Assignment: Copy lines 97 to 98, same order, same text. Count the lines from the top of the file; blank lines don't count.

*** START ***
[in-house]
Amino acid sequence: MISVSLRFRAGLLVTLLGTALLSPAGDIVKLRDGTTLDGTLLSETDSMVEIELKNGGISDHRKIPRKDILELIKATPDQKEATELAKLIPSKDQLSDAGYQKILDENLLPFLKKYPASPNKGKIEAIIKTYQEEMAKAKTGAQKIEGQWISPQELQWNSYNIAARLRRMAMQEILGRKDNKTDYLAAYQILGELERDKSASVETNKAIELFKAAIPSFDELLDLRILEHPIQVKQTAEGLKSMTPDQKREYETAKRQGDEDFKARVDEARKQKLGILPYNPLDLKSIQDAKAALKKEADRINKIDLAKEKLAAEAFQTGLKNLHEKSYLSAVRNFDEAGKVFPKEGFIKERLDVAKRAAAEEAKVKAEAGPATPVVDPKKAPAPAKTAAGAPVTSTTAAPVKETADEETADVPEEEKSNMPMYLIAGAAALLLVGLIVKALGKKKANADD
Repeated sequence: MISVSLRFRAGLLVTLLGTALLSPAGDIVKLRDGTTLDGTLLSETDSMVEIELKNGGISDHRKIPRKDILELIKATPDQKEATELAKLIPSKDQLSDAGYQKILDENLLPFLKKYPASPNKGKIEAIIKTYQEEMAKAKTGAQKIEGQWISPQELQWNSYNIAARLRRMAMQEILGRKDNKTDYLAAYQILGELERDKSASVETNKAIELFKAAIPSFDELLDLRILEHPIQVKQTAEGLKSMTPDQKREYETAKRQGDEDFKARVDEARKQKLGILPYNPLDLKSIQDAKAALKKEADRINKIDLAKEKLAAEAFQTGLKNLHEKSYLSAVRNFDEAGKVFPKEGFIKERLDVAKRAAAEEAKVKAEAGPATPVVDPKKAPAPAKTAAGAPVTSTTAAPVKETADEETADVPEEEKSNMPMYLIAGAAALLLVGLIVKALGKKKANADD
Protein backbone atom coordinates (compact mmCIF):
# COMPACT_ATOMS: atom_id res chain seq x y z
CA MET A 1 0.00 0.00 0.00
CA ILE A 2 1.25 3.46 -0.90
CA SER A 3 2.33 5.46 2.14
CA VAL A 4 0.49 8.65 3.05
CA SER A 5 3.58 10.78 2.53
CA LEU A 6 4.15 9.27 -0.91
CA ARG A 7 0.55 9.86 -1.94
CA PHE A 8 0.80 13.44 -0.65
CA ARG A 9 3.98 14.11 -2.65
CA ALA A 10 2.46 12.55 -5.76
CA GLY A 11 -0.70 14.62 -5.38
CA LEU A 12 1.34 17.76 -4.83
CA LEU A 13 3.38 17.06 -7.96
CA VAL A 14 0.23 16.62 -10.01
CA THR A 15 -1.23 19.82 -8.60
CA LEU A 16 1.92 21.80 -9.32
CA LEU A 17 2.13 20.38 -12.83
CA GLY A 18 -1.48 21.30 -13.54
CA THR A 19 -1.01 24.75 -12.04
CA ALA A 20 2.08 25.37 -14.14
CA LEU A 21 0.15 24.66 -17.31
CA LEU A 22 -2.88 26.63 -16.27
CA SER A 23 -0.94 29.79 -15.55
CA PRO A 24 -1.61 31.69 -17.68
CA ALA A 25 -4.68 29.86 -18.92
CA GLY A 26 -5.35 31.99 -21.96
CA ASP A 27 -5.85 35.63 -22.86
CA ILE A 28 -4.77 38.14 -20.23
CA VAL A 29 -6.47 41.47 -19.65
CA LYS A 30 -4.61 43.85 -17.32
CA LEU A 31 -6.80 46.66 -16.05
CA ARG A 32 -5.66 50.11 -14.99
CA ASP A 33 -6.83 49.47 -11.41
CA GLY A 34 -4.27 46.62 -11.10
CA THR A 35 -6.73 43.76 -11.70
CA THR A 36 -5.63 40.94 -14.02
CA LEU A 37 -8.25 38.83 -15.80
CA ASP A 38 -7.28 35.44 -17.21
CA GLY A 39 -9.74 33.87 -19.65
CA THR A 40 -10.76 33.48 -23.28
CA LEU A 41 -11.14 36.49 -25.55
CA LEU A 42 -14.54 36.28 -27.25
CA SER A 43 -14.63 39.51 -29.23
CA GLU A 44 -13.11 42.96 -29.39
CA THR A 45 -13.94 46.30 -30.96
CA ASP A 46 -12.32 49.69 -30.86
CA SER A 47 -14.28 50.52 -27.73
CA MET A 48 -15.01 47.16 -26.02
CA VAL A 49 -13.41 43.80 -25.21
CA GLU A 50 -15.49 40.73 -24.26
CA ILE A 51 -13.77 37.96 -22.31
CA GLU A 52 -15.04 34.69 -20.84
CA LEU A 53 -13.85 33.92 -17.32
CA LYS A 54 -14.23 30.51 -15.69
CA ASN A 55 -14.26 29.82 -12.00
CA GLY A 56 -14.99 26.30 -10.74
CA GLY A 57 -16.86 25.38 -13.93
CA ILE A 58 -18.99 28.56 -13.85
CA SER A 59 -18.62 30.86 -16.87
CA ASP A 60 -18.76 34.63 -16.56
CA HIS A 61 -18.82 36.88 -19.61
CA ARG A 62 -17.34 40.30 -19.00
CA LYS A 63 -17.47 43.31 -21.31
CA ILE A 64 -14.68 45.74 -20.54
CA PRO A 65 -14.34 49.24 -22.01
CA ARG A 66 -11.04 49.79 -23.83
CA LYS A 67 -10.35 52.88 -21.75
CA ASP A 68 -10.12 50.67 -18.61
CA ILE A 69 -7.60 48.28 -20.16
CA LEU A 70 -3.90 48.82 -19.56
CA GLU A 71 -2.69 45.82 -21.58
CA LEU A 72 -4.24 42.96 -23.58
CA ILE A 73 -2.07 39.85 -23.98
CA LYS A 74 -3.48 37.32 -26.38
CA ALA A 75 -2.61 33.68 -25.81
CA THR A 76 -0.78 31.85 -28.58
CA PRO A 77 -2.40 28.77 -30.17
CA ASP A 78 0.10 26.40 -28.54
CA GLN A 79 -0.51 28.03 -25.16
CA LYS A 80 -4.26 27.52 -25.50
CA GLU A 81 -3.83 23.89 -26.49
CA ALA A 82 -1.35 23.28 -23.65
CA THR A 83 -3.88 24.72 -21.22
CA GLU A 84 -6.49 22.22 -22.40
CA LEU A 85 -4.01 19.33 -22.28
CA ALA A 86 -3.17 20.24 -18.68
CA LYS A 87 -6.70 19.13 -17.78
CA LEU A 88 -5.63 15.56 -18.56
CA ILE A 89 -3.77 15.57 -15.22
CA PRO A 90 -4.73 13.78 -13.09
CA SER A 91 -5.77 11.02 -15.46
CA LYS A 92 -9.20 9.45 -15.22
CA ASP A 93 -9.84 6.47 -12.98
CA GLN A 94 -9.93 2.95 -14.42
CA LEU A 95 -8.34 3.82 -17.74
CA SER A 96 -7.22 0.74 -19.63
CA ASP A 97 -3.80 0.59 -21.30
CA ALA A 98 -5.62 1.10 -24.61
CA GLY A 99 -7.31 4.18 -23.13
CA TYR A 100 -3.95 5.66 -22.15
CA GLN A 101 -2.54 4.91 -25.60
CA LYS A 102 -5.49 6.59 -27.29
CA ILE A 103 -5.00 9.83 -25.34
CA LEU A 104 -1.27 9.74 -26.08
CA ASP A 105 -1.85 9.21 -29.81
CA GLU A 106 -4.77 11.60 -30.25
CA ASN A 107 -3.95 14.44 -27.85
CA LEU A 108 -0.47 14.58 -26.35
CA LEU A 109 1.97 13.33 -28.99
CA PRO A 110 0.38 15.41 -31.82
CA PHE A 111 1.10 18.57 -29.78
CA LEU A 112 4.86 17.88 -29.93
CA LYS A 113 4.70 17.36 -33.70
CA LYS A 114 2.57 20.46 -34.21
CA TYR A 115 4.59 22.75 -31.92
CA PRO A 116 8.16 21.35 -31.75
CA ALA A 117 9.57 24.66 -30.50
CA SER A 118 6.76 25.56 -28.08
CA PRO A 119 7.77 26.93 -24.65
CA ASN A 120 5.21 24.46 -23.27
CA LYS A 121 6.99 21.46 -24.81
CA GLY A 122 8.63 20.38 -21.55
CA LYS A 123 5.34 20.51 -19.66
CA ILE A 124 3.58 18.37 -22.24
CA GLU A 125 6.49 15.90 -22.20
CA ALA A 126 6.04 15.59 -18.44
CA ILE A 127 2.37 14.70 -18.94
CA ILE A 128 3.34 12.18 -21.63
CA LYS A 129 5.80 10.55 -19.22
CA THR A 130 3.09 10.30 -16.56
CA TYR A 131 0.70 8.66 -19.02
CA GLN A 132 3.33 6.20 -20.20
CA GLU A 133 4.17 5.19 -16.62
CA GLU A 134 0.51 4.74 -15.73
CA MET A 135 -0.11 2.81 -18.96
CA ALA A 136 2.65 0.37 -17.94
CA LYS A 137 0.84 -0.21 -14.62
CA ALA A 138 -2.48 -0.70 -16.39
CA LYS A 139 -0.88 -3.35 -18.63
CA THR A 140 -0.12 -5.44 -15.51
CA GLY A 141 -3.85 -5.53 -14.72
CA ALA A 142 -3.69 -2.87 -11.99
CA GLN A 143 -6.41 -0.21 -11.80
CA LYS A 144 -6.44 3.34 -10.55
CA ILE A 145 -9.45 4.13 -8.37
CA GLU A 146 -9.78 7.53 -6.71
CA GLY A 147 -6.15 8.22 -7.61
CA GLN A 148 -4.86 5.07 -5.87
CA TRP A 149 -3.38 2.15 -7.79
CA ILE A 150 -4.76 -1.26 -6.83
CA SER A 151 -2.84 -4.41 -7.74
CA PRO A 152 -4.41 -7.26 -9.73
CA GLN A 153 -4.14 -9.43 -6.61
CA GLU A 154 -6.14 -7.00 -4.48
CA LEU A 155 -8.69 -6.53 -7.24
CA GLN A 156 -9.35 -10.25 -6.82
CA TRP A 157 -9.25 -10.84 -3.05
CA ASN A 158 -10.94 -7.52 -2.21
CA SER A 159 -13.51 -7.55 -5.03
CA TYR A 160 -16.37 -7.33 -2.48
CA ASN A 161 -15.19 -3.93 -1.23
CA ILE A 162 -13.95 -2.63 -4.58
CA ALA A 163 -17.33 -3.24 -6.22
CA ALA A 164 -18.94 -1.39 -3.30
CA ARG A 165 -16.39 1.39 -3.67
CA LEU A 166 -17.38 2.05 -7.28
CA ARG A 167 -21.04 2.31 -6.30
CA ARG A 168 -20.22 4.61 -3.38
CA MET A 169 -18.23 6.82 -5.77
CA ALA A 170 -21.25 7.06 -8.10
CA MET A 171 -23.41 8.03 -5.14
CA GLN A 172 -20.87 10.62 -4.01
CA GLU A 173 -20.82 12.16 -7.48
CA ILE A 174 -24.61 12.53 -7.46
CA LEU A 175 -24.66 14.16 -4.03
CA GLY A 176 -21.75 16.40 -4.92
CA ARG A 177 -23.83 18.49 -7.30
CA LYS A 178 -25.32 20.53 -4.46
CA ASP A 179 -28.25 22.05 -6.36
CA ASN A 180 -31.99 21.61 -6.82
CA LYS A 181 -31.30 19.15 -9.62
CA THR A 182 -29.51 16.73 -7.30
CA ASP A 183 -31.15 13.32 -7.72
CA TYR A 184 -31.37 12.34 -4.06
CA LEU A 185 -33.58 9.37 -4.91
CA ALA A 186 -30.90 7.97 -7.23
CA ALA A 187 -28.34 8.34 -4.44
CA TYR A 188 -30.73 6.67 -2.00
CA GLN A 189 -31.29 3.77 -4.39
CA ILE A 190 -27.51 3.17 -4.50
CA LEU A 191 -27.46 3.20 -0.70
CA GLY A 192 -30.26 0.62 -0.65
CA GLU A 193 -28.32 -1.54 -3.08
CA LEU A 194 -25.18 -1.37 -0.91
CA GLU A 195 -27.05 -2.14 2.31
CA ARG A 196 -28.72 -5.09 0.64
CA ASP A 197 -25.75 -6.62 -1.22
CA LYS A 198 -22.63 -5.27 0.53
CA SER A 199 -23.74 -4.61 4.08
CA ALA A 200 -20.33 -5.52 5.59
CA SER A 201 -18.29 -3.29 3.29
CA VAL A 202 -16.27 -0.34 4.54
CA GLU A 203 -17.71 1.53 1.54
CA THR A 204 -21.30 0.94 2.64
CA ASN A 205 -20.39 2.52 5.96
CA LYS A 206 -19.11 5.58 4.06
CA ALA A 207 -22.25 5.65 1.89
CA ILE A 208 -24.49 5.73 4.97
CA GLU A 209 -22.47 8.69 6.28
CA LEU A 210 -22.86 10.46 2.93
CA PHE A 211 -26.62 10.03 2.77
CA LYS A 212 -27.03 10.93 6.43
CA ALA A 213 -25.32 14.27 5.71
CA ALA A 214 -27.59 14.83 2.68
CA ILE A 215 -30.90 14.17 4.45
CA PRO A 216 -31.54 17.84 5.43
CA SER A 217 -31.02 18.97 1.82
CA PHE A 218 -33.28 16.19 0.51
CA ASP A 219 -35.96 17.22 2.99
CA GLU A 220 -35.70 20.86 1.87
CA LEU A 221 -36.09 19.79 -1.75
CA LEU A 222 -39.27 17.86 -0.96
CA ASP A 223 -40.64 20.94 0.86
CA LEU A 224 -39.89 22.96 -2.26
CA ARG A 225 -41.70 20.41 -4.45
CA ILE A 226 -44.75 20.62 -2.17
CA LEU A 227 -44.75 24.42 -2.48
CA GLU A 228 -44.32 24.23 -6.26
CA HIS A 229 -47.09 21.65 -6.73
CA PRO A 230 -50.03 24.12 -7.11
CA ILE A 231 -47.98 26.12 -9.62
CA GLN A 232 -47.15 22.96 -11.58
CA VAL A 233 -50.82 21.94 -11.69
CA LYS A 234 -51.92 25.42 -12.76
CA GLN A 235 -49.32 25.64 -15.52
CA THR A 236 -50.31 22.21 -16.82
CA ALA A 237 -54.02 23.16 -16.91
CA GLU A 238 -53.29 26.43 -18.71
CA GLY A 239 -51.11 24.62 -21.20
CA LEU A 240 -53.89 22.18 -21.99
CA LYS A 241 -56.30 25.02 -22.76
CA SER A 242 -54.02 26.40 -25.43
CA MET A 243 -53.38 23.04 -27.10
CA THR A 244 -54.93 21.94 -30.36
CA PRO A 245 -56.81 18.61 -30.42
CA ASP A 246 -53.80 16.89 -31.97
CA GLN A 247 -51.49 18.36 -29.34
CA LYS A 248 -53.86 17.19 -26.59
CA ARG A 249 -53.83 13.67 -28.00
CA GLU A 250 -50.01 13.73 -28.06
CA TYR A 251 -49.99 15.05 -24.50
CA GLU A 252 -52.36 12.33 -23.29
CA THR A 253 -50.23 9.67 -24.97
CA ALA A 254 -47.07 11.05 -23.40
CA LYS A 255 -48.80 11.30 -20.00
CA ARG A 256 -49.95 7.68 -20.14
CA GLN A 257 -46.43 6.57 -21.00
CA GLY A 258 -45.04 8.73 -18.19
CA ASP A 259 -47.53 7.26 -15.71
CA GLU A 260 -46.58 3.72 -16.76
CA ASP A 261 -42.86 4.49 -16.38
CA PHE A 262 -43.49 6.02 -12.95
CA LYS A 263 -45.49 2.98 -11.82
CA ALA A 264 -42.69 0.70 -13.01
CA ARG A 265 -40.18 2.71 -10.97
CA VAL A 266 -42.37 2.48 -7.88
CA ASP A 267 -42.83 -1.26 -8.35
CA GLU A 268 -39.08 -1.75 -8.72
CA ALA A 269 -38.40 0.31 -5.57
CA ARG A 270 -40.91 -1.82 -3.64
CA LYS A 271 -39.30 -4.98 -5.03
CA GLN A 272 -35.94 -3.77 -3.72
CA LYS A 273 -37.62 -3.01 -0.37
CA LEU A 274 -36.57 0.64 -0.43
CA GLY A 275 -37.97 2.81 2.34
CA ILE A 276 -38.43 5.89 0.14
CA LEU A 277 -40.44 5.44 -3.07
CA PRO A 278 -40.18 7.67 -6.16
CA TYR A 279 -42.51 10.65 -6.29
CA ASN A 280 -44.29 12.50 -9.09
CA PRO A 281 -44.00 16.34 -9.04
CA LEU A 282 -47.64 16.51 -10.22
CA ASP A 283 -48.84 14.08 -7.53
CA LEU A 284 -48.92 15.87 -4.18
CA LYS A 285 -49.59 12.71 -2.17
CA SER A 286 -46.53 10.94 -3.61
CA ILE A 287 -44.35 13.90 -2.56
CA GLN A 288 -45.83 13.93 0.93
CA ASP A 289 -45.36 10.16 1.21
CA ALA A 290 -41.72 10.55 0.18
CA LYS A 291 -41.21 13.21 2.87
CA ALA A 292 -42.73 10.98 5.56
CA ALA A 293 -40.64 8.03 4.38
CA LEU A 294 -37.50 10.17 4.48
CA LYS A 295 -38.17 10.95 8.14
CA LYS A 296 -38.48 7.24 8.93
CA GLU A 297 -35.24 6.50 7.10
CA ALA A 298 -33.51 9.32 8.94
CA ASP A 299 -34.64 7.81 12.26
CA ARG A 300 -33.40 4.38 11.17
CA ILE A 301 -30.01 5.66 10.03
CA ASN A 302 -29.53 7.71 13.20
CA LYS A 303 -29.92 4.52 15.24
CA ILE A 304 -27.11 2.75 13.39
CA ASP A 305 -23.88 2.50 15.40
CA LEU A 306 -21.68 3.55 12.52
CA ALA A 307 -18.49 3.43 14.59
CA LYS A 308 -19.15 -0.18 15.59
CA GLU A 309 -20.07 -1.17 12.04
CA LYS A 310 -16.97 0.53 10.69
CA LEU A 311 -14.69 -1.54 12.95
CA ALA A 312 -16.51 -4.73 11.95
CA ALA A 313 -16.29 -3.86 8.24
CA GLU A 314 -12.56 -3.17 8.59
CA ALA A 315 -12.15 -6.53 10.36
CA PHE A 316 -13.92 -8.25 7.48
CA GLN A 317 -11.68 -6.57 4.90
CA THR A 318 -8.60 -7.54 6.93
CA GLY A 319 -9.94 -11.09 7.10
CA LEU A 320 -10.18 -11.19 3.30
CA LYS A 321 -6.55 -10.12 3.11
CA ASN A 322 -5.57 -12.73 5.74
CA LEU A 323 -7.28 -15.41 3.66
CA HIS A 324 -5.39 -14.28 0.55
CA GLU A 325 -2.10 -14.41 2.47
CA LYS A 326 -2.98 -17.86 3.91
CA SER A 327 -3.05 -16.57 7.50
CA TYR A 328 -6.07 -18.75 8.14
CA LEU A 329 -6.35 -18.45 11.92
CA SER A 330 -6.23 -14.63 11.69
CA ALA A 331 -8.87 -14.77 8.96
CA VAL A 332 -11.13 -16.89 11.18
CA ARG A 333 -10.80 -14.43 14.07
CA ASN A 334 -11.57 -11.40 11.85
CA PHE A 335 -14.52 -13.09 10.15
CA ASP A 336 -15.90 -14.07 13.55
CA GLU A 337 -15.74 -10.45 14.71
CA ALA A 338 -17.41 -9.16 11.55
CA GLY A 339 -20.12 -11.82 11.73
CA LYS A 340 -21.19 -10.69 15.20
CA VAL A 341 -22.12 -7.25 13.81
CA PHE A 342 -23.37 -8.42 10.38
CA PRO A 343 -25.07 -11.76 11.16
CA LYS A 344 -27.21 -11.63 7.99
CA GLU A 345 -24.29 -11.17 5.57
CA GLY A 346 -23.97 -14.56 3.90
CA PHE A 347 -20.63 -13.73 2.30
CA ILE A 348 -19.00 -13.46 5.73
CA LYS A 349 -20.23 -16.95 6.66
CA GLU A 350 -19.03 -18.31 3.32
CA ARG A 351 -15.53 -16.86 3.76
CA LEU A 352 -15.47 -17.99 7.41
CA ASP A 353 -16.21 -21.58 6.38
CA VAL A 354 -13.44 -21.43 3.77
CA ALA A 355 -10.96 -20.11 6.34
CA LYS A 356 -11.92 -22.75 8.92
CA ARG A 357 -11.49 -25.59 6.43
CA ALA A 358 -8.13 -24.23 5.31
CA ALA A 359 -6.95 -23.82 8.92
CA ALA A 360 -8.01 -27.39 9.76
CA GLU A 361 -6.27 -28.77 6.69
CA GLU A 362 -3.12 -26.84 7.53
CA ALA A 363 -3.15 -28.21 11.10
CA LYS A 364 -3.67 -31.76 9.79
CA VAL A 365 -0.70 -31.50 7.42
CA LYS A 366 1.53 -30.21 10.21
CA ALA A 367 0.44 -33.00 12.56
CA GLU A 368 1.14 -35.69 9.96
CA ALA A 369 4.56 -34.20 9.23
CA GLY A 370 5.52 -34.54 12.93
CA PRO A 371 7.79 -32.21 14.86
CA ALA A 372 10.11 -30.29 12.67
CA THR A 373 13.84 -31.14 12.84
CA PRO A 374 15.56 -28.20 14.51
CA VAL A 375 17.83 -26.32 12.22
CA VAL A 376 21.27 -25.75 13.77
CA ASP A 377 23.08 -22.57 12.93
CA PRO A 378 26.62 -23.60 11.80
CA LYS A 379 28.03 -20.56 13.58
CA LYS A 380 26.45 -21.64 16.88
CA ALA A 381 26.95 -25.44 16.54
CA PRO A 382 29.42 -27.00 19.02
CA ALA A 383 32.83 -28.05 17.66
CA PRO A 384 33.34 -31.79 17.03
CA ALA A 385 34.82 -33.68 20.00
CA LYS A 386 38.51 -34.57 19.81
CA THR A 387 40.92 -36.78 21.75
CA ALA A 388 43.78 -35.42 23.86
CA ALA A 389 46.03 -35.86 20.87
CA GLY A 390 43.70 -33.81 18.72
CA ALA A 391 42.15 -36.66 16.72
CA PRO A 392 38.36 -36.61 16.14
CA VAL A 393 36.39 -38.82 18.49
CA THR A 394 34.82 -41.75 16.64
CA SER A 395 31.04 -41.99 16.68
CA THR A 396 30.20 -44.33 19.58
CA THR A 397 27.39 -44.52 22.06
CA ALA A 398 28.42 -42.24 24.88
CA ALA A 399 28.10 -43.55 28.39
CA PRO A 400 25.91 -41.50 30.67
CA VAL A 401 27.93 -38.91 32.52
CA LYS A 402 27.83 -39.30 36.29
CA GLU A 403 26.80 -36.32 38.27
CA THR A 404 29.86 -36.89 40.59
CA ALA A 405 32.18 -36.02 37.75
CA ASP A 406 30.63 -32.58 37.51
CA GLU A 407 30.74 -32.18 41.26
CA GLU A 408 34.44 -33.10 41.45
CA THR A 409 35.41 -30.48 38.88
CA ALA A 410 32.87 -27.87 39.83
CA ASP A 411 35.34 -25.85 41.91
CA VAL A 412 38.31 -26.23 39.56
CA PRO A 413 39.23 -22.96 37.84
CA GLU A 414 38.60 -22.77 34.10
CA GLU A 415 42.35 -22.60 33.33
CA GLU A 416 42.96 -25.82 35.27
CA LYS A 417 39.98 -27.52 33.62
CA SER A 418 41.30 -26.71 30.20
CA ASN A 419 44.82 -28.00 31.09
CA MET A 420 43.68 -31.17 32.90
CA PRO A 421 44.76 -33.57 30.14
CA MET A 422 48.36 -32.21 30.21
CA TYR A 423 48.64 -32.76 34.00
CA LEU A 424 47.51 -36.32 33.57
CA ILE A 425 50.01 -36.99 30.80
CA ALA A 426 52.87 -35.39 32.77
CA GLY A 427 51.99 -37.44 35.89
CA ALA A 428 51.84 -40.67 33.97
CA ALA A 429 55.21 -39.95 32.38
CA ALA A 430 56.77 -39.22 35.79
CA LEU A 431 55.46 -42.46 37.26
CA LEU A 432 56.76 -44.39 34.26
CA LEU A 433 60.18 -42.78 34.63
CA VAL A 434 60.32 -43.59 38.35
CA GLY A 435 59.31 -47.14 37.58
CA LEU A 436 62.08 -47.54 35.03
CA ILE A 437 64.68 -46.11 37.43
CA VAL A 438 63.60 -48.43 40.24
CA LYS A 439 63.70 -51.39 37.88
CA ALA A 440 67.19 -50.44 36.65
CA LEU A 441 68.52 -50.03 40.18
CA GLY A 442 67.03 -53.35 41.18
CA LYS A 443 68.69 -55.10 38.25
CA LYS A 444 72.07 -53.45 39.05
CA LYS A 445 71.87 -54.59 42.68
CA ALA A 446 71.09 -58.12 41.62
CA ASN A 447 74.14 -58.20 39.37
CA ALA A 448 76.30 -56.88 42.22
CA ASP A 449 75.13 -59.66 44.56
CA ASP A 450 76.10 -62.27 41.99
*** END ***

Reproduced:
CA LYS A 92 -9.20 9.45 -15.22
CA ASP A 93 -9.84 6.47 -12.98